3. Beat the butter until very soft. Then add the caster sugar and continue to beat until the mixture is light and fluffy. Beat in the eggs, one at a time, before folding in the melted chocolate mixture.

4. Sift in the flour, cocoa powder, baking powder and the bicarbonate of soda, and fold in gently to mix. Spoon the mixture into the your paper cases, half-filling each of them.

5. Pop in the oven and bake for 18-20 minutes. Remove from the oven and allow to sit for a few minutes before putting them on a wire rack to cool.

6. While the cupcakes are cooling, make the chocolate butter icing. Beat the butter, cream and orange zest until very soft. Gradually sift in the icing sugar and the cocoa powder, beating all the time, until it is all added. Continue to beat until very soft, then whisk the mixture until it is light and fluffy. If you think that the icing is too thick, add another 5mls or so of cream at a time, whisking between each addition until you are happy with the consistency.

7. Ice the cupcakes by slathering on the icing, or using a piping bag and nozzle to create pleasing designs. Remember, these are small cupcakes, so they don’t need too much icing. Decorate with strips of orange peel, if feeling so inclined.

Bad-Ass Brownies

In Dessert on April 9, 2010 at 21:42

Why are my brownies so bad-ass, I hear you ask? Well, because brownies can be difficult – too short a cooking time, and they are far too sticky; too long, and they’re dry and cakey. After many failures and attempts at allegedly foolproof recipes, I found this one. My failsafe, go-to, port-in-a-storm brownie recipe, and, as is my wont, I ignored all of Hugh Fearnley Whittingstall’s proffered advice, added sub-standard ingredients and flouted the method…and they STILL worked. These are awesome.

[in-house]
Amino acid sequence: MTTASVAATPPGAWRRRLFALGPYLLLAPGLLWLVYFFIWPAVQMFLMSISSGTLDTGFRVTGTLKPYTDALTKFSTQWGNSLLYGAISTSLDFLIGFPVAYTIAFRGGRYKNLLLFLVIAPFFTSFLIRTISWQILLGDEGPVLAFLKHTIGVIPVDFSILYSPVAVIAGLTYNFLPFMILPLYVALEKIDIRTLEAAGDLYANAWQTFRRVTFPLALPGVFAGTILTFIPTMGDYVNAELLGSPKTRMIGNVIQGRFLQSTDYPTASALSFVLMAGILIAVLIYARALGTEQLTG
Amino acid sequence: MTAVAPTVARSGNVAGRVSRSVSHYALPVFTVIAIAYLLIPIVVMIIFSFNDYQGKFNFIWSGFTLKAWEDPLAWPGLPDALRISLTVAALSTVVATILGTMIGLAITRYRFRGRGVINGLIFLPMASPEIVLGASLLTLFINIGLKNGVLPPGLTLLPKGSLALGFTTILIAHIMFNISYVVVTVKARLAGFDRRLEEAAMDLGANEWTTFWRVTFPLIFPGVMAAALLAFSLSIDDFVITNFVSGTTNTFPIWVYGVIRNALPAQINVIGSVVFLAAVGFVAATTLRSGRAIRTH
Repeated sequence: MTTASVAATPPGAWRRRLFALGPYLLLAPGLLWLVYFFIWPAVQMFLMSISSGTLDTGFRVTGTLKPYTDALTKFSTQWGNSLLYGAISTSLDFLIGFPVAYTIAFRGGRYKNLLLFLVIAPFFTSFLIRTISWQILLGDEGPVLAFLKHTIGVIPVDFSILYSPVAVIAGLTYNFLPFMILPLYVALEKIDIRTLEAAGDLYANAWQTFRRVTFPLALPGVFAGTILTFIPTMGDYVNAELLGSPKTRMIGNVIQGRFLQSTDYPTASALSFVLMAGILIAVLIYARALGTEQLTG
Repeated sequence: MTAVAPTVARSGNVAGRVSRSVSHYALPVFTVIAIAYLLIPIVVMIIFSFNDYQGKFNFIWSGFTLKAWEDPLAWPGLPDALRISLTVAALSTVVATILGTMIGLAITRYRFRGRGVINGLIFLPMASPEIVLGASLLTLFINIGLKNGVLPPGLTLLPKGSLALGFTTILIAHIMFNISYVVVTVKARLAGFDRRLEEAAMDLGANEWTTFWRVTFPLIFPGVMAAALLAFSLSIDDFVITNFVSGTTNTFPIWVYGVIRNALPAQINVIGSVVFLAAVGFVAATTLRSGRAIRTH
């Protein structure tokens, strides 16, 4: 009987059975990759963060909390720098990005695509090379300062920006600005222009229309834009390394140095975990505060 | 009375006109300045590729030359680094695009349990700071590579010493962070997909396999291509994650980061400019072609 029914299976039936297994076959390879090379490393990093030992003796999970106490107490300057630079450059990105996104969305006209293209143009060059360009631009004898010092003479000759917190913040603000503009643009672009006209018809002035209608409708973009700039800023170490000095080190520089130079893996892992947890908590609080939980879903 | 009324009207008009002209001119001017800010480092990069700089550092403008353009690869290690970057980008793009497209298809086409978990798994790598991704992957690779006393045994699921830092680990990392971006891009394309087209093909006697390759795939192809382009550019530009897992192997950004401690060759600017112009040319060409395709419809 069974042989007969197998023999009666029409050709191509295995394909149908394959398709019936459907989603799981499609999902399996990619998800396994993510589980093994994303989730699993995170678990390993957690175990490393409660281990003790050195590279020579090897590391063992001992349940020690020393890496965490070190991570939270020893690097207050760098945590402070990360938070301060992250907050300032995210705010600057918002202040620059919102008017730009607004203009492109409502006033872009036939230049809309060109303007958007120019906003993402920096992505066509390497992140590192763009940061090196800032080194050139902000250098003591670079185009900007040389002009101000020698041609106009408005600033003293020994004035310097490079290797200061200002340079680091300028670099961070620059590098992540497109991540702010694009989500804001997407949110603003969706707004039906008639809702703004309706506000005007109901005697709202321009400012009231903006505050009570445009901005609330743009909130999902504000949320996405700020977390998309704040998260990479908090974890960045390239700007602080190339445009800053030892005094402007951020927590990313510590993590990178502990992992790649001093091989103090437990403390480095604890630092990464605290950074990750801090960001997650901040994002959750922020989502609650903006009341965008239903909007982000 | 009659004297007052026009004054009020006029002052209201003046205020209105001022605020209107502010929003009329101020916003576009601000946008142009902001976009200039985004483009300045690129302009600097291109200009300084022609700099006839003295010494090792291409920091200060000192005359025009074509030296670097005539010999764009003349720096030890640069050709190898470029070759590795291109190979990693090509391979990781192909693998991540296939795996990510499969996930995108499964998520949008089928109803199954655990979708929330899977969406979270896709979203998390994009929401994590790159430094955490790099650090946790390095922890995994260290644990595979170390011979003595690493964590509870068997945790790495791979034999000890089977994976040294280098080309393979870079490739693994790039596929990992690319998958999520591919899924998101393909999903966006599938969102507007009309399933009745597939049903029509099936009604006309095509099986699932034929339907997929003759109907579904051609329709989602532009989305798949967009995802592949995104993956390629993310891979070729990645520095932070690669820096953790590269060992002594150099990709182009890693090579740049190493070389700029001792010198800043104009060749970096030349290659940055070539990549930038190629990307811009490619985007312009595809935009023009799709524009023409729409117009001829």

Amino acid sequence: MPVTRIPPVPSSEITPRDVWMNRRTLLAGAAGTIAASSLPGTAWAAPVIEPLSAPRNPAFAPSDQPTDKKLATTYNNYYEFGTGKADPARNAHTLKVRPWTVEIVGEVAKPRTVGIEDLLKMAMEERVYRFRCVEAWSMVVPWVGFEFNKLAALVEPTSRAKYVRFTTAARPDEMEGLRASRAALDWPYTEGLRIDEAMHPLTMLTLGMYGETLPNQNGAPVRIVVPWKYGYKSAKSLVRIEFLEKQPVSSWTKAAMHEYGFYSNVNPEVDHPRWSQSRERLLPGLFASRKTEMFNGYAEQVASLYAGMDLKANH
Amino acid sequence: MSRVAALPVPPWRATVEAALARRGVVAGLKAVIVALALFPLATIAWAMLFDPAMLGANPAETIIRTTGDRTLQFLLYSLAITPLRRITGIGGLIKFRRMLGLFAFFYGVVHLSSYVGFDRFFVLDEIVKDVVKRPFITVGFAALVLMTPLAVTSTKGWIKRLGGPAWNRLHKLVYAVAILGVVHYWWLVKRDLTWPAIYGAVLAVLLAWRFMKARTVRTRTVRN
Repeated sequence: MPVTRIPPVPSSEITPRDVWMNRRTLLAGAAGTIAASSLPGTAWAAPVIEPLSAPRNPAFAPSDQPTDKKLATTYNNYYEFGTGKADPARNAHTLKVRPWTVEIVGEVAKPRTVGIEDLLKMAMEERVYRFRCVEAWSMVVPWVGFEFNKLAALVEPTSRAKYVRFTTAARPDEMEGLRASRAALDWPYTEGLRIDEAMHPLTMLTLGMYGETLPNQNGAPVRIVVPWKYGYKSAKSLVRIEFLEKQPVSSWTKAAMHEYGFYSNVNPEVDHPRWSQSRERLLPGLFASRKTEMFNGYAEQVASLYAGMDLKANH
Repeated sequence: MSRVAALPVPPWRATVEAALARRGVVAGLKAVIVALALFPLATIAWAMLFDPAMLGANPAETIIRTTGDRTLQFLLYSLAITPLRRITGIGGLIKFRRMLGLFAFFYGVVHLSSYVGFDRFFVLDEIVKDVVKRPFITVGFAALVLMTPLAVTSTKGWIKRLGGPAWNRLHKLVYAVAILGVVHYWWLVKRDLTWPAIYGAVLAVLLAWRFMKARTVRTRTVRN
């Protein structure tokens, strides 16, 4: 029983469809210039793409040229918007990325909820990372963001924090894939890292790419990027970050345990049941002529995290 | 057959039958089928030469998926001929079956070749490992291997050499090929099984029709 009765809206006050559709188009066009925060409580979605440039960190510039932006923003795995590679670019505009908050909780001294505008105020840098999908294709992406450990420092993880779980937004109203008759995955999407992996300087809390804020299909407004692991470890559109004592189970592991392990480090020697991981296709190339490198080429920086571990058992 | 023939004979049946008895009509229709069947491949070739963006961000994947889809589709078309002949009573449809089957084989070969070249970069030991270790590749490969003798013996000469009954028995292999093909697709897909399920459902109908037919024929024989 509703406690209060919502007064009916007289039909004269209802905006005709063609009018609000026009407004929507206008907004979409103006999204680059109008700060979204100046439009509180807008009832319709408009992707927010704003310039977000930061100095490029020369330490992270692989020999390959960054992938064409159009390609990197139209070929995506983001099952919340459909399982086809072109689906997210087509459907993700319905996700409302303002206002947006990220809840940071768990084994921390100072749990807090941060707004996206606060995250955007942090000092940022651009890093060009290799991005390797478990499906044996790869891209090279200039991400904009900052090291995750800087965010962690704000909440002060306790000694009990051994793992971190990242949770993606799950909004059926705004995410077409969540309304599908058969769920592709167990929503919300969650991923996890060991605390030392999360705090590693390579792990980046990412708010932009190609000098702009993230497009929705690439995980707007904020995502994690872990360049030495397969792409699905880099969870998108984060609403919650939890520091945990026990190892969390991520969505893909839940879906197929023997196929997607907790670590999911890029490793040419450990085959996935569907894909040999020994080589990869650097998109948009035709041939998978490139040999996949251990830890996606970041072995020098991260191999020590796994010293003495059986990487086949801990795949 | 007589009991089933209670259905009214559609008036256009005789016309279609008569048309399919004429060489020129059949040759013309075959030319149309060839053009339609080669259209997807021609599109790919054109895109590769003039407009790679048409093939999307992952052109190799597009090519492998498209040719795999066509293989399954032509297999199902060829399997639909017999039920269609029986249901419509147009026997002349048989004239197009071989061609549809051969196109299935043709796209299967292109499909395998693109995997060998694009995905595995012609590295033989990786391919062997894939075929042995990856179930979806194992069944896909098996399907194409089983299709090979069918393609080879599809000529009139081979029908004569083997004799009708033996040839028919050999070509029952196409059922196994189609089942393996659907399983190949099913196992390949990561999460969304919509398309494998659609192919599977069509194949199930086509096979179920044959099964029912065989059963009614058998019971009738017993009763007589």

I use Dairy Milk chocolate – I know that my fellow foodies won’t approve, but I’ve just lost my dark chocolate tooth. I’ve made these with eleventy million percent cocoa solids chocolate before, and found them to be too dark for me. I do, however, redeem myself by using super-duper, fairtrade, save the whales cocoa powder, which brings them back from the brink of being a too-sweet joke. I add pecans instead of walnuts, use granulated sugar instead of caster when that’s all I’ve got in the house and melt the chocolate and butter in a saucepan on a direct heat, which is a big no-no. It works for me though – just melt the butter slightly before adding the chocolate, keep the heat low, and you’re away.

Double Chocolate Brownies (from The River Cottage Family Cookbook by Hugh Fearnley-Whittingstall & Fizz Carr)


250g chocolate

200g butter

200g caster sugar

3 eggs

125g plain flour

50g cocoa powder

100g broken walnuts (optional)


1. Preheat the oven to 160 Celcius/Gas Mark 3.

2. Melt the butter and chocolate together, either by suspending over a water bath, or by my lazy method outlined above.

3. In a bowl, whisk the sugar with the eggs until the mixture is smooth and creamy.

4. Add the chocolate/butter mixture to the eggy mix, and mix thorougly.

5. Sift the flour and cocoa powder and mix thorougly. Add the nuts and mix again.

6. Line your baking tray with foil/baking parchment (or use a nifty silicone tray like I do, thereby eliminating any element of make-and-do) and pour in the mixture, smoothing the top with a spatula.

7. Put the tray in the middle of the oven, and bake for 20-25 minutes. A knife pushed into the centre at this stage should come out just smeared with the mix. Err on the gooey side of caution, and take them out of the oven if you’re unsure – they can always go back in later if need be and they often cook a little more in the residual heat of the tin.

These are gorgeous as a mid-afternoon pick-me-up with a glass of milk or coffee, delicious for dessert with a dollop of creme fraiche and some raspberry coulis, or divine when eaten still warm with a scoop of vanilla ice-cream. They also do double-duty as a birthday cake – just pile them up on a cake stand and stud with lit candles or sparklers to celebrate a special occasion.